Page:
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 The Shape of payment to come  
BottomsUp says thumbs up to online credit card processing

Word Count: 1,195 Article: Globe and Mail  (October 2006)

By PAUL LIMA

BottomsUp had a problem. The company was having difficulty keeping up with orders from its website -- it had inventory, but filling orders consumed too much time.

BottomsUp.ca Inc. designs, manufactures and sells "shape enhancing" undergarments and accessories for men and women, says Jack Timlock, director of development for the company, which is based in Toronto. Mr. Timlock was taking credit card orders by phone, fax and e-mail and processing each order manually.

When an order was received, he sent an acknowledgment e-mail. If the information was incomplete, he had to contact the customer and fill in any blanks about size, colour or quantity. He then called the credit card company to authorize the sale. Once the transaction was approved, he e-mailed a receipt. Then he wrote up a shipping label and picked, packaged and shipped the product.

In addition to the time it took to process orders, BottomsUp had to pay a portion of each sale to the credit card company and to the credit-card processing company. This ate into profit.

"For a small business, the credit card processing fees were just too exorbitant," Mr. Timlock said.

As small businesses grow, they often need to take steps to become more efficient. On-line retailing operations do this by adding "shopping carts" that automate order processing. They also can cut credit card processing costs by picking the right payment processing company.

BottomsUp decided to scrap its costly credit-card merchant account and turned to PayPal, which charged less than the combined transaction fees it was paying.

Small businesses also often turn to third-party credit-card processing companies such as Payment Services Interactive Gateway Inc. (PsiGate), based in Mississauga, Ont., which charges a monthly fee, takes a bite out of each transaction and holds back a portion of each payment in reserve for several months. (This reserve replaces the security deposit charged by credit card companies.) PayPal, located in San Jose, Calif., and owned by eBay Inc., eschews the monthly charge but takes a higher fee for each transaction, enabling companies, and even individuals, with low sales volume to accept on-line payments.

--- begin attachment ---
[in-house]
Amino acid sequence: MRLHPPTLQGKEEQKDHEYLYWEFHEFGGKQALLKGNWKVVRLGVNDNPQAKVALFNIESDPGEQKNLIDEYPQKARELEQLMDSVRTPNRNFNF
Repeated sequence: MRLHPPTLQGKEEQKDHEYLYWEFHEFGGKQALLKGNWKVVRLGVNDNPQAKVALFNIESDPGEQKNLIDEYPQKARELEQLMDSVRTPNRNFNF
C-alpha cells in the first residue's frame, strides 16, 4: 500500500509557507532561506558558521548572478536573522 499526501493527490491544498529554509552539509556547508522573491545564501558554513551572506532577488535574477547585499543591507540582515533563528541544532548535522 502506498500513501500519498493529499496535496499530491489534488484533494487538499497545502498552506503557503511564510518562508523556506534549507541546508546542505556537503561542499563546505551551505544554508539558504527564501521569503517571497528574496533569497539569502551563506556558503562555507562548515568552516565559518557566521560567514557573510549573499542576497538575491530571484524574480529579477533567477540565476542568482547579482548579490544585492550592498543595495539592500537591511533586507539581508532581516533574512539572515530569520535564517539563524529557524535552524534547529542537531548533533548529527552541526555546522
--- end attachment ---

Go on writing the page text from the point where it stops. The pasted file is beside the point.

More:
Once an on-line merchant has sorted out how to process payments, the next step is to set up a secure shopping cart and automate the processing of orders, said Paul Patience, director of Sunny Oasis Internet Corp., an Internet consulting, programming and electronic commerce company that is based in Ottawa but conducts business around the world.

"Selling your products or services on-line is like having a shop that's open 24 hours a day, seven days a week, all year round," Mr. Patience said. Without such a shopping cart, on-line businesses have to process incoming orders manually, as BottomsUp was doing.

The shopping cart ensures that the customer has filled out all information required to place the order, Mr. Patience said. It can automatically apply any promotional discounts and calculate taxes and shipping, even allowing the customer to choose from a variety of shipping methods. Shopping carts can be customized to accept multiple orders, special orders and even annual subscriptions.

Credit card information is automatically and securely sent to the payment processing company's computer system and is processed in seconds. Once the transaction is completed, order details are sent by e-mail to the merchant and a confirmation receipt is sent to the customer.

At BottomsUp, Mr. Timlock now receives all the information he needs to process orders. He no longer has to contact customers for details they might have left out, nor does he have to call credit card companies to approve transactions.